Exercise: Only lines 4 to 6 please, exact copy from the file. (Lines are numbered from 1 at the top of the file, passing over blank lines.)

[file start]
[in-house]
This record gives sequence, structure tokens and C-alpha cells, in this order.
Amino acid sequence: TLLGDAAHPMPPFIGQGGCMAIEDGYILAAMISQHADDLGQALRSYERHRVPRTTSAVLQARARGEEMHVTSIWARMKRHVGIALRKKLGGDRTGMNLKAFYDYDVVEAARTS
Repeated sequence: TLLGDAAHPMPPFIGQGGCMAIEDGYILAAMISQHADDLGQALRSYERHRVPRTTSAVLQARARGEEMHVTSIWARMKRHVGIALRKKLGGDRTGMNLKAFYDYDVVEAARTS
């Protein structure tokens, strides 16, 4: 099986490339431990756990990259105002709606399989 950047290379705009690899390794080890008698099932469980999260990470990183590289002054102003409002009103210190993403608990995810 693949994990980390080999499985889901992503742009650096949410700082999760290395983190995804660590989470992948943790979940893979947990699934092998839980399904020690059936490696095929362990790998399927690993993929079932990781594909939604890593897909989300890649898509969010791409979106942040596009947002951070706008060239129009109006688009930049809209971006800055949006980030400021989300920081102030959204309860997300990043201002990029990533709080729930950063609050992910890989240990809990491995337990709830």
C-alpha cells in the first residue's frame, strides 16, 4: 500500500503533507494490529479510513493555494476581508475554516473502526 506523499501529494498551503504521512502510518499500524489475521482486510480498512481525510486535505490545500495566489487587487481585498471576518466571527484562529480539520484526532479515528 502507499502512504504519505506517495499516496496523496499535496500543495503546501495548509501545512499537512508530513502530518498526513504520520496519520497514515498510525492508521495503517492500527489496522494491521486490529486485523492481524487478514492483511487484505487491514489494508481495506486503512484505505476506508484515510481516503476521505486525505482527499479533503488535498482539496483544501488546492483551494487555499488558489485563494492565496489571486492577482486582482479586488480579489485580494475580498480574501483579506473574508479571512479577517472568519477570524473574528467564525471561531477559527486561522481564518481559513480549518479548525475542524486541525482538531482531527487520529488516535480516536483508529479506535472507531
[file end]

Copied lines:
Repeated sequence: TLLGDAAHPMPPFIGQGGCMAIEDGYILAAMISQHADDLGQALRSYERHRVPRTTSAVLQARARGEEMHVTSIWARMKRHVGIALRKKLGGDRTGMNLKAFYDYDVVEAARTS
């Protein structure tokens, strides 16, 4: 099986490339431990756990990259105002709606399989 950047290379705009690899390794080890008698099932469980999260990470990183590289002054102003409002009103210190993403608990995810 693949994990980390080999499985889901992503742009650096949410700082999760290395983190995804660590989470992948943790979940893979947990699934092998839980399904020690059936490696095929362990790998399927690993993929079932990781594909939604890593897909989300890649898509969010791409979106942040596009947002951070706008060239129009109006688009930049809209971006800055949006980030400021989300920081102030959204309860997300990043201002990029990533709080729930950063609050992910890989240990809990491995337990709830």
C-alpha cells in the first residue's frame, strides 16, 4: 500500500503533507494490529479510513493555494476581508475554516473502526 506523499501529494498551503504521512502510518499500524489475521482486510480498512481525510486535505490545500495566489487587487481585498471576518466571527484562529480539520484526532479515528 502507499502512504504519505506517495499516496496523496499535496500543495503546501495548509501545512499537512508530513502530518498526513504520520496519520497514515498510525492508521495503517492500527489496522494491521486490529486485523492481524487478514492483511487484505487491514489494508481495506486503512484505505476506508484515510481516503476521505486525505482527499479533503488535498482539496483544501488546492483551494487555499488558489485563494492565496489571486492577482486582482479586488480579489485580494475580498480574501483579506473574508479571512479577517472568519477570524473574528467564525471561531477559527486561522481564518481559513480549518479548525475542524486541525482538531482531527487520529488516535480516536483508529479506535472507531